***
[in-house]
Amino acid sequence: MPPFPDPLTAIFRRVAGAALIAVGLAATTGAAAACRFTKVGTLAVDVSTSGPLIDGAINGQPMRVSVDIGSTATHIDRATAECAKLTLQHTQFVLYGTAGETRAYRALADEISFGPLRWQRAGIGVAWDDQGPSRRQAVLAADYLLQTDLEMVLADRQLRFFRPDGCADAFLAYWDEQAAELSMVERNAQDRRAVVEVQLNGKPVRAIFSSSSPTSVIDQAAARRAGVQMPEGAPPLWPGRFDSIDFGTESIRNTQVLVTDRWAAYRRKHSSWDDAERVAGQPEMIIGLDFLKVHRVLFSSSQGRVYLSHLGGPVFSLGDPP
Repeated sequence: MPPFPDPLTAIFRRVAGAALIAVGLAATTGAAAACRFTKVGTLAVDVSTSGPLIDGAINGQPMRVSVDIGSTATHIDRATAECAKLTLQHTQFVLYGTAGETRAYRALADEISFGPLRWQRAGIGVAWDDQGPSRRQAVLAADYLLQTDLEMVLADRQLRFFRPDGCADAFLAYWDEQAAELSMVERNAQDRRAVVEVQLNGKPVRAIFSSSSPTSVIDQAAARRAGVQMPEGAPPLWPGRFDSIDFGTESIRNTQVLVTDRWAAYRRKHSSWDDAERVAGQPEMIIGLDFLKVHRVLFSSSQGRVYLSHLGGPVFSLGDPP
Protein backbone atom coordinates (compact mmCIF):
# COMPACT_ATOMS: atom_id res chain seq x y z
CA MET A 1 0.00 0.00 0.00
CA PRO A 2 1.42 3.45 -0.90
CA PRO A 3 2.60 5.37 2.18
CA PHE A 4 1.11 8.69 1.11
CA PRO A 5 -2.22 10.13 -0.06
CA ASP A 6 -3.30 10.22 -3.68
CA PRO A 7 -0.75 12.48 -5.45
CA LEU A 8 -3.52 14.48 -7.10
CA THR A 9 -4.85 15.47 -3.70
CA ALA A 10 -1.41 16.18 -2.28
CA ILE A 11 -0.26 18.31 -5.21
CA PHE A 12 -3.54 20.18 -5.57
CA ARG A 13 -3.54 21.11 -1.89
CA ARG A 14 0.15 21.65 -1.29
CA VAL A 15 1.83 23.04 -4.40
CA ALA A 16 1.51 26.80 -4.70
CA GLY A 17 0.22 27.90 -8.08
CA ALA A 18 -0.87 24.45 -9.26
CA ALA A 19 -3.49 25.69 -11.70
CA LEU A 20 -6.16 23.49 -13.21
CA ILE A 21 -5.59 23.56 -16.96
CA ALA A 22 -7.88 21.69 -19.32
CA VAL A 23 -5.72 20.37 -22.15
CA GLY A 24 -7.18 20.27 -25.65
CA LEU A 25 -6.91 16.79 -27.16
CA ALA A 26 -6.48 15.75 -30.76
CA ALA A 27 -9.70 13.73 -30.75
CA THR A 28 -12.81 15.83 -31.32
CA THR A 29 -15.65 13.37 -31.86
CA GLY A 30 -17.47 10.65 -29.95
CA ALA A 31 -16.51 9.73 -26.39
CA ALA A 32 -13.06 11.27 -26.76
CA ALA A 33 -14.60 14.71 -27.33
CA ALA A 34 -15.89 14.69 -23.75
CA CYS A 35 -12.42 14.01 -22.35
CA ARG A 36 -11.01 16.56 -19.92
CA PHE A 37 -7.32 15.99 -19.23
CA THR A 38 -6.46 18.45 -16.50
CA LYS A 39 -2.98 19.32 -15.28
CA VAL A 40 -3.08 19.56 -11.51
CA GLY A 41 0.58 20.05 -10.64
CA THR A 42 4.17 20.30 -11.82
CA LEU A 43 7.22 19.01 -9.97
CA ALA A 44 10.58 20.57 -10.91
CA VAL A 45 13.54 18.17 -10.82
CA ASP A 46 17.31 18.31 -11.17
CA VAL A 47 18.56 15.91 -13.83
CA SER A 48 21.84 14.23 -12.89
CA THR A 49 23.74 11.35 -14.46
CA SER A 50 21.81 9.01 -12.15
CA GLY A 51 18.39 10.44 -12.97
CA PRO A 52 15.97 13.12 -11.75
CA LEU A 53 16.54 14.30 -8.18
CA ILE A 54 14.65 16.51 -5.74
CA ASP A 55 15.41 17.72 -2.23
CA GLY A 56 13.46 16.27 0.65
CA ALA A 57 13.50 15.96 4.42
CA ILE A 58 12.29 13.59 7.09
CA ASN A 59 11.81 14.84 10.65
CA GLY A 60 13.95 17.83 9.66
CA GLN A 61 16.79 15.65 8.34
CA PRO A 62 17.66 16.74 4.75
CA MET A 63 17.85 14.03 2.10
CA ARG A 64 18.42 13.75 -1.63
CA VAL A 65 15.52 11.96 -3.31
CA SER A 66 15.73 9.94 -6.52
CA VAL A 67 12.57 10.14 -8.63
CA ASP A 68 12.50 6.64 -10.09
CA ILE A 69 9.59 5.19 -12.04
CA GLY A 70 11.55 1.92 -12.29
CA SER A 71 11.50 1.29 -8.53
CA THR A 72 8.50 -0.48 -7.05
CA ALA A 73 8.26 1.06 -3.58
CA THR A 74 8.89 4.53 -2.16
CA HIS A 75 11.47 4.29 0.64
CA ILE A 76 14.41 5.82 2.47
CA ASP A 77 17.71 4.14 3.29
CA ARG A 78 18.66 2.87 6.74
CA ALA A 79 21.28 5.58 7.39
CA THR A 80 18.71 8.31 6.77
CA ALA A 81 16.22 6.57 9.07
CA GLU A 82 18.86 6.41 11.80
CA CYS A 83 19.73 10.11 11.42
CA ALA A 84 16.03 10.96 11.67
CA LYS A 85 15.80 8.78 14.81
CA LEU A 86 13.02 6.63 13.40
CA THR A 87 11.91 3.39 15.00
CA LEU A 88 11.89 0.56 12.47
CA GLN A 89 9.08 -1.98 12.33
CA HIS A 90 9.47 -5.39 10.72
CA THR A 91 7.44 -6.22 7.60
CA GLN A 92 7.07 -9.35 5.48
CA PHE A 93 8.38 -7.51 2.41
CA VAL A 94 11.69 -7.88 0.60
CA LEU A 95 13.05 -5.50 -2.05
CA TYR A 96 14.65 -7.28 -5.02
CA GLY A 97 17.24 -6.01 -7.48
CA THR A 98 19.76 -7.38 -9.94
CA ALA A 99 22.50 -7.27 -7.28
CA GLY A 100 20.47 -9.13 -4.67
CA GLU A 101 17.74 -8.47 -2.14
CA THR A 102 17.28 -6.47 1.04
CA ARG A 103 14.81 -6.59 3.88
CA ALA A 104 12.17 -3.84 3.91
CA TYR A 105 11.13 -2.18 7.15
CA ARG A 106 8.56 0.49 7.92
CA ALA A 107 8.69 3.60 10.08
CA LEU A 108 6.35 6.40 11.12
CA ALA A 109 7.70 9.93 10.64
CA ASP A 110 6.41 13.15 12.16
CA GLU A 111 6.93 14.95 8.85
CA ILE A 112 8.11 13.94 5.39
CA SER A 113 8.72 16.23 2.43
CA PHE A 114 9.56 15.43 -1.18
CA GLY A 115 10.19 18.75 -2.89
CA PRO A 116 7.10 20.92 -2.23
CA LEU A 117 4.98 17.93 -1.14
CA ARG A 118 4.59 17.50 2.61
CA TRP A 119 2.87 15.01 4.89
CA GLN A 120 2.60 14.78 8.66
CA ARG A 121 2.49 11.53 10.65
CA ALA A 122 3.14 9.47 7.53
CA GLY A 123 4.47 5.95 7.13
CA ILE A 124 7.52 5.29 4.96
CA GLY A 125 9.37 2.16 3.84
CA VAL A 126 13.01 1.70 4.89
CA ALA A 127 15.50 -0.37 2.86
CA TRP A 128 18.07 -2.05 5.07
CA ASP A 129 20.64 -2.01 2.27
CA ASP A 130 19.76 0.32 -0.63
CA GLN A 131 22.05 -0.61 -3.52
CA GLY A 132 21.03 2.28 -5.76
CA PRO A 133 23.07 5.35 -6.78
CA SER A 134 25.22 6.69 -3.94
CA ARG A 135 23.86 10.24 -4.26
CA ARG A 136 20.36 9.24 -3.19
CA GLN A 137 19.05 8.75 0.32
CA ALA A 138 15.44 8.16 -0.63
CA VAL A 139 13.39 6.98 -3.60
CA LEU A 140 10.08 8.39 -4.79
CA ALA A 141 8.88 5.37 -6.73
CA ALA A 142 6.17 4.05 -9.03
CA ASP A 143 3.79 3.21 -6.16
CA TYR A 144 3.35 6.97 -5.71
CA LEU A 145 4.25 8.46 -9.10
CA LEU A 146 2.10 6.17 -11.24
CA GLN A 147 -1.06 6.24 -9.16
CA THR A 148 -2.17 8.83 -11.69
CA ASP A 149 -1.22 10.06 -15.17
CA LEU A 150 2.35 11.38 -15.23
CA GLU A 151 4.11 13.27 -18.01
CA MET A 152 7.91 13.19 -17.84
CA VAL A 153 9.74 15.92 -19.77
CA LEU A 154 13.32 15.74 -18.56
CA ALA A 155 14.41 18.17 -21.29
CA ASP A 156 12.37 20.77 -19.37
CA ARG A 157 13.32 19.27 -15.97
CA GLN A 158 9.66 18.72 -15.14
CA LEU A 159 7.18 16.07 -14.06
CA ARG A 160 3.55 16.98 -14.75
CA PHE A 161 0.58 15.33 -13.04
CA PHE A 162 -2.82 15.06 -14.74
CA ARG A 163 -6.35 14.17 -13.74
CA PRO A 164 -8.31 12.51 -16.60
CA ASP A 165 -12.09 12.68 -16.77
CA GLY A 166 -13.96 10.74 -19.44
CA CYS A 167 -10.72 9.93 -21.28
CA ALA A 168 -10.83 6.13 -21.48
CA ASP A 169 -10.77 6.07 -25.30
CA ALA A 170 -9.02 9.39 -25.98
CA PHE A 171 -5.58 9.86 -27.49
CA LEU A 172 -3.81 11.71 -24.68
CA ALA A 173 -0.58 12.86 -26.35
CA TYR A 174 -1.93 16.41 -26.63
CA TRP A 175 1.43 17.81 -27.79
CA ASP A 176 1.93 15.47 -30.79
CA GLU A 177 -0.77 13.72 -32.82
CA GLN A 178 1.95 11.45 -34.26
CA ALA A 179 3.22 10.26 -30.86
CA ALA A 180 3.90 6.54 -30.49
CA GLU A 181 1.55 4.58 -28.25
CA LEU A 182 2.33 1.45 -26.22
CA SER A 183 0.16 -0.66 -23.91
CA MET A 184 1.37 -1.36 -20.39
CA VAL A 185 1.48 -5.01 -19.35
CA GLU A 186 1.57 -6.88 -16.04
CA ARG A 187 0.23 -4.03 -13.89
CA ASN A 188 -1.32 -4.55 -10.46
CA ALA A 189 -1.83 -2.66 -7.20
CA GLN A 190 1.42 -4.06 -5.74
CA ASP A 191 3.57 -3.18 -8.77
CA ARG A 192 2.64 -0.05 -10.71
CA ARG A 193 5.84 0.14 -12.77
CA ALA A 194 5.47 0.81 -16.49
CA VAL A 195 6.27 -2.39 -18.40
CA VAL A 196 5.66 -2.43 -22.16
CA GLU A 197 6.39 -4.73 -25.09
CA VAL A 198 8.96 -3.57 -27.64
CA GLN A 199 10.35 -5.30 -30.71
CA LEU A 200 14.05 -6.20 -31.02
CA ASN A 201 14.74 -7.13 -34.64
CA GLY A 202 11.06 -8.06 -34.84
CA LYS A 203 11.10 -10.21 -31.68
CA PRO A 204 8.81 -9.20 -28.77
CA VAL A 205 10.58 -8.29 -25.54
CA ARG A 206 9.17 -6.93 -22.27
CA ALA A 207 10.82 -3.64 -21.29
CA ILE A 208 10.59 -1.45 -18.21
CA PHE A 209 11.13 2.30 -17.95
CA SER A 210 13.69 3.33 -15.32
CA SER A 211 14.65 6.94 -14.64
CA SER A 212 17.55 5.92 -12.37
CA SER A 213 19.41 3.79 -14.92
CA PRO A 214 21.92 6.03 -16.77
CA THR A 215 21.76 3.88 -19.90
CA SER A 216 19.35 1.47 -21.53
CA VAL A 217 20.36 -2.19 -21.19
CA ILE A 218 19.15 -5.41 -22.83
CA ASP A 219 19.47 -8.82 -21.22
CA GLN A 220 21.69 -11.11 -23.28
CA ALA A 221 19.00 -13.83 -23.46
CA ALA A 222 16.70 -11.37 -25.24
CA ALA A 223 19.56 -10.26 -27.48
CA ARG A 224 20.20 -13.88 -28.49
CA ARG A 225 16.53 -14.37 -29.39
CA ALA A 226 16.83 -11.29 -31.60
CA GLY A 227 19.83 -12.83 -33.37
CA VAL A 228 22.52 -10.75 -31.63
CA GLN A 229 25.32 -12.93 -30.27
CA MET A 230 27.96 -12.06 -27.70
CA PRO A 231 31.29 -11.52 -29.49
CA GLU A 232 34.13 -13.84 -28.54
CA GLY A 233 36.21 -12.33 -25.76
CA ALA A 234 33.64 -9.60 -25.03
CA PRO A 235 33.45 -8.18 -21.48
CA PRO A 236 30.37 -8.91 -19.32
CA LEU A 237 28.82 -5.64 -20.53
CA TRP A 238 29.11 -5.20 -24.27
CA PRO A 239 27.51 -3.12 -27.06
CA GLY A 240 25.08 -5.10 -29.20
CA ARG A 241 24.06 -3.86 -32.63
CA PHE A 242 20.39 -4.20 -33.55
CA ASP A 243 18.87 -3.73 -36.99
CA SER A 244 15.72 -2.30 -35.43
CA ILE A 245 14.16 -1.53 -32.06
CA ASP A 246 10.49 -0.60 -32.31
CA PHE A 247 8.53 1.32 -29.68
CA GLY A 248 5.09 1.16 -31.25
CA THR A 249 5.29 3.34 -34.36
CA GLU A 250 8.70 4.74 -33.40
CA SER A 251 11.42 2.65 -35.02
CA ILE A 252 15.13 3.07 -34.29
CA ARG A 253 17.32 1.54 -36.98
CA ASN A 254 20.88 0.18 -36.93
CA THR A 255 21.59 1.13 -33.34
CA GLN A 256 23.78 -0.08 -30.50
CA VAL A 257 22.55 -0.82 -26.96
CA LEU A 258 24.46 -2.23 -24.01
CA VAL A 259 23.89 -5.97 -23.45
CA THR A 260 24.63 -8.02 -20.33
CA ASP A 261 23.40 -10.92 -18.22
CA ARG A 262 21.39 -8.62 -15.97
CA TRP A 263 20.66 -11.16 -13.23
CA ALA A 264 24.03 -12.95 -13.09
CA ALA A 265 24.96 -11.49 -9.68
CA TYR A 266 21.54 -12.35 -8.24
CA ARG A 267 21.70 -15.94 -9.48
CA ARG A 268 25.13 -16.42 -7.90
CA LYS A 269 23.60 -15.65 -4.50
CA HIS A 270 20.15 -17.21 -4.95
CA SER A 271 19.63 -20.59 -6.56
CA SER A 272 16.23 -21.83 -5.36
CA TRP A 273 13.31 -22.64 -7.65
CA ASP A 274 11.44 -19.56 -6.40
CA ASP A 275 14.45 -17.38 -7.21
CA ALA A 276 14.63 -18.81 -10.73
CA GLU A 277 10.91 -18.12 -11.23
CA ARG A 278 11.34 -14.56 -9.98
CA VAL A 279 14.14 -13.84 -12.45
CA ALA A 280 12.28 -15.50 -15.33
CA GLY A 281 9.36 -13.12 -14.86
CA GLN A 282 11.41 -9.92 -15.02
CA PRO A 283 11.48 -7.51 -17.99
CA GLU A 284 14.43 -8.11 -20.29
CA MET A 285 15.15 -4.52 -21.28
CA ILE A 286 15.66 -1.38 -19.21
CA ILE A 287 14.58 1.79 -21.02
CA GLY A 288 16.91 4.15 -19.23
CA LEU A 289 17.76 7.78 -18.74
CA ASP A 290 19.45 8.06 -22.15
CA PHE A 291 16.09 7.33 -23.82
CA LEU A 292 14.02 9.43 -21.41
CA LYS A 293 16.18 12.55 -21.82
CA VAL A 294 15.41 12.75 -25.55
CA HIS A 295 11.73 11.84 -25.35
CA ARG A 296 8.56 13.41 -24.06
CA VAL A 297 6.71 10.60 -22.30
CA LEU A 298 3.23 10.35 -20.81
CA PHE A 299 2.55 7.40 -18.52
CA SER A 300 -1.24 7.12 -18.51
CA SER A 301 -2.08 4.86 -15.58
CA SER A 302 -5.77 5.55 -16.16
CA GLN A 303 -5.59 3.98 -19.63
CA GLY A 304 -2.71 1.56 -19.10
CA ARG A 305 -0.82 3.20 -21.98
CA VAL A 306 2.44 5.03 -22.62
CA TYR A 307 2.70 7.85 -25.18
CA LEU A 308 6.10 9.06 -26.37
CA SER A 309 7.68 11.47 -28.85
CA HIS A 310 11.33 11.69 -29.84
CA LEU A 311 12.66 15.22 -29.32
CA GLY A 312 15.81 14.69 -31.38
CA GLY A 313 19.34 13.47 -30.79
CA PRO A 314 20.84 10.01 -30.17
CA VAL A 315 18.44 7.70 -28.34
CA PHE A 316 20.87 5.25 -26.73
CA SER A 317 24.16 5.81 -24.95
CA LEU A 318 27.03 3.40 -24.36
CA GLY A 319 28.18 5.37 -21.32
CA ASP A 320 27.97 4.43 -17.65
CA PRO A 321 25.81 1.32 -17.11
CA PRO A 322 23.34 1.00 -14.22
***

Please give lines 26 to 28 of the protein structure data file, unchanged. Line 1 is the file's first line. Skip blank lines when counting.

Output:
CA ILE A 21 -5.59 23.56 -16.96
CA ALA A 22 -7.88 21.69 -19.32
CA VAL A 23 -5.72 20.37 -22.15